After hiking the equivalent of walking twice across Canada, Dana Meise knows a little bit about trails. He likes what he sees of the Regional District of Okanagan-Similkameen-maintained Kettle Valley Railway Trail.
This week the Prince George native was hiking the KVR as part of a six-summer odyssey walking the Trans Canada Trail, beginning at Cape Spear, Nfld, and, through Wednesday, getting as far west as Summerland.
“Of all the thousands and thousands of kilometres I’ve walked, it’s so good to be home in B.C. and walking on the legendary KVR,” said Meise. “It’s such a gem. There’s just so much to see, so much adventure.”
So far, after six years of hiking, Meise has covered almost 16,000 kilometres.
“The trail is designed to connect communities and beauty and history,” he said. “What better way to see a country than to walk through more than a thousand Canadian towns and villages. I’ve already done more than 850.”
He planned to be 45 km up the trail from Summerland before nightfall and in Princeton late Thursday.
“Depending on the terrain, normally I could get that 45 kilometres done in 10 or 11 hours,” said Meise. “But today I’m giving myself 12 hours.”
Meise spent several days in the Penticton area, travelling along the KVR from Mara Canyon earlier this week. He says the South Okanagan trail system could play a pivotal role in a decision on where to settle down once he decides to settle down.
“When you walk it, you have a whole new appreciation for it. This place is just unbelievable,” he said. “I could imagine a summer day cycling it and having great picnics. And then there’s the beauty of the lake.”
On Nov. 21, Meise arrived in Bankier at 2 a.m., settling under a nice Spruce tree in the temperature of -20 c. In the later morning, he woke and went to the Tee Pee Lakes store for coffee before heading out for Princeton.
Meise spent the next night at the home of Kelley Cook, just outside of Princeton. Cook’s son gave up his bed for the night for their special guest. When Meise awoke in the morning, he was suprised to find that “Kelley had snow-sealed my boots. I’m so grateful for the support,” he stated.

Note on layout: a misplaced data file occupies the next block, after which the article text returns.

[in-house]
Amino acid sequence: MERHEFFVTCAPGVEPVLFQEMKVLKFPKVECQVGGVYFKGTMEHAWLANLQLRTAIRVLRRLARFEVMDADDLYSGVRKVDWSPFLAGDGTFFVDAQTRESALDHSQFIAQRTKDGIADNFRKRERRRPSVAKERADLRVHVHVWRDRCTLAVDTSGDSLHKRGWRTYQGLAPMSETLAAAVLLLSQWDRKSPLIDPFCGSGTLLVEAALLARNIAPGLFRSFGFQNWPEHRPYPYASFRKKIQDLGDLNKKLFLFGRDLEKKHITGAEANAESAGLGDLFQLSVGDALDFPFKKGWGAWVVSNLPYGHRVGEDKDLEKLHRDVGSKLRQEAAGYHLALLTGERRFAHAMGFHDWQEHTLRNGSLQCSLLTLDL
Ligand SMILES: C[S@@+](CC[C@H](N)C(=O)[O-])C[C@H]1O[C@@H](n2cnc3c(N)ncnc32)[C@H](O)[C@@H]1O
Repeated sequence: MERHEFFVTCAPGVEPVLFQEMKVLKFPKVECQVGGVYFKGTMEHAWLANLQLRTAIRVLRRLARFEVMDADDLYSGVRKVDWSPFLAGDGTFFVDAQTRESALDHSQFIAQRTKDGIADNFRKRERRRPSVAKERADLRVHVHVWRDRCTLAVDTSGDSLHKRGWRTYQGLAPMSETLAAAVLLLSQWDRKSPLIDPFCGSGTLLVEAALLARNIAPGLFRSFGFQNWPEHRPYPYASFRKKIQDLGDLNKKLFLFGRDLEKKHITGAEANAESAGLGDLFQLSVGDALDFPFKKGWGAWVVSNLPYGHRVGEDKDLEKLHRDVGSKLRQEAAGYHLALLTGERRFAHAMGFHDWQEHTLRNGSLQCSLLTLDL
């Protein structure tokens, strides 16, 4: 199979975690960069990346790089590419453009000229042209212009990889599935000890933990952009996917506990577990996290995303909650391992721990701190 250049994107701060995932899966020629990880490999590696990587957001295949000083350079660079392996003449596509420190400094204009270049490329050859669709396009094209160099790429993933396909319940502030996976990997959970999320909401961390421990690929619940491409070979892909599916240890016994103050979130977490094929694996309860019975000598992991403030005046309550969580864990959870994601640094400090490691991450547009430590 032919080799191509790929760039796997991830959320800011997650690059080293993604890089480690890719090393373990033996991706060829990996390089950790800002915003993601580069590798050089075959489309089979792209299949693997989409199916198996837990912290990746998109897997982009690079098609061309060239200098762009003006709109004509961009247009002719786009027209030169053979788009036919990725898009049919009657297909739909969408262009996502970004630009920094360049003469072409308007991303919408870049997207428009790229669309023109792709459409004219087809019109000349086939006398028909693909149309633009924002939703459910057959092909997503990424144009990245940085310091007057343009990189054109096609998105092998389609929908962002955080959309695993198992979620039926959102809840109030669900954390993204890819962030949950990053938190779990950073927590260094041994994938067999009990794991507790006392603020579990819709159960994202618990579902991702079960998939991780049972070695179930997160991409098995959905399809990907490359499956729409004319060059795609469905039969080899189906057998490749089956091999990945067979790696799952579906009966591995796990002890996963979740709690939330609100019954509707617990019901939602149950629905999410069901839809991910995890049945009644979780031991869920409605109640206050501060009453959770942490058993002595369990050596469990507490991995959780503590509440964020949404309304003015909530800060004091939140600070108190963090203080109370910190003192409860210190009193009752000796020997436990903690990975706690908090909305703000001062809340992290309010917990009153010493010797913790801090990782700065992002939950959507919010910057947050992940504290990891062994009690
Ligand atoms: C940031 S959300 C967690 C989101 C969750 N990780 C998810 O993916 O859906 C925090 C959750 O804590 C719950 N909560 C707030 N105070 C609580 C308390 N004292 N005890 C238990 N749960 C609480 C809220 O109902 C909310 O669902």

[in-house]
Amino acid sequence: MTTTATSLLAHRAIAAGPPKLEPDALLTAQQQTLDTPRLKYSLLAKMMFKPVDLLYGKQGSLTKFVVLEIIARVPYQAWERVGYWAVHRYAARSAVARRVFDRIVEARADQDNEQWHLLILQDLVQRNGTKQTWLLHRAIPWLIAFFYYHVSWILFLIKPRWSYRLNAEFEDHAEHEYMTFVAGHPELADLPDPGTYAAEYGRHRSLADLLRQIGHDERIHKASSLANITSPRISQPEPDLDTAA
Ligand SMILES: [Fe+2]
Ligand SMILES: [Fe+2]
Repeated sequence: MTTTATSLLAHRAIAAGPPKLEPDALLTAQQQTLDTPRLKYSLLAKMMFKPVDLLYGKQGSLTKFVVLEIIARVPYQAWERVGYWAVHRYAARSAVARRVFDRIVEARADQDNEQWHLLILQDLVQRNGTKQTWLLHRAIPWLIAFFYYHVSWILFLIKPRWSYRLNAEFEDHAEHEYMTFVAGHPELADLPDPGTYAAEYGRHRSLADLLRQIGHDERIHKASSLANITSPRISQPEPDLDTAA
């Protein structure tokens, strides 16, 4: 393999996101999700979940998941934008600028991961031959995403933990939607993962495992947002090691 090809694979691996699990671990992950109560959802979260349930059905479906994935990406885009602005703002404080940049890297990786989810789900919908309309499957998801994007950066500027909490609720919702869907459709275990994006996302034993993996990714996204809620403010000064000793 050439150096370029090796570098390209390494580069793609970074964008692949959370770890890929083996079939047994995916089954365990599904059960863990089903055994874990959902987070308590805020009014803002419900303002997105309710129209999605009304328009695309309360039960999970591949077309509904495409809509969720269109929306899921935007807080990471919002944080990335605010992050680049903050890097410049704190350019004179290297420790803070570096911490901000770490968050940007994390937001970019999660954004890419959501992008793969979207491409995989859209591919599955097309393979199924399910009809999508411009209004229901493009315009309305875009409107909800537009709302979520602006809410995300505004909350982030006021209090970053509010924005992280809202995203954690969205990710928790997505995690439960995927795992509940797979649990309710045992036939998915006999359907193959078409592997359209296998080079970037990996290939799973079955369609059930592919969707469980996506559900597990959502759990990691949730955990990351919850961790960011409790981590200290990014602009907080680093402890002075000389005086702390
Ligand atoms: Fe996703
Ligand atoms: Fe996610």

After hiking into Princeton across the Bridge of Dreams, which Meise reports is, “A fine example of what a small community can achieve when motivated,” he hiked off towards Coalmont and Tulameen.
In Tulameen, Meise was welcomed at the Firehall via a note from Fire Chief Jody Woodford welcoming him to goodies and chicken noodle Soup—he arrived here at 12:30 a.m.
He slept in warmth on a stretcher provided and in the morning went to the Trading Post for breakfast, then off to Brookmere and then to Hope.
Meise plans to wrap up his cross-country stroll December 16 in Victoria. But his journey won’t stop there.
“The Trans Canada Trail has three “kilometre-zero” signs,” said Meise. “One’s in Newfoundland. One’s in Victoria. And one’s in Inuvik. I’m heading to all three of those.”
He adds he’ll be in no particular hurry to make his way to Inuvik.
“I have the patience of a tree. When you walk 10 hours a day, by yourself in the wilderness, there’s no rush.”
Meise posts his cross-country adventure on Facebook as ‘The Great Hike’. Visitors to the page will find his latest photos detailing his KVR experience, including some amazing snow-filled shots from Mara Canyon. To find his page, access Facebook and search for The Great Hike.
The Regional District maintains 246 km of KVR trail from northeast of Naramata to north of Tulameen and is actively pursuing a complete trail network south to Osoyoos and throughout the Similkameen Valley.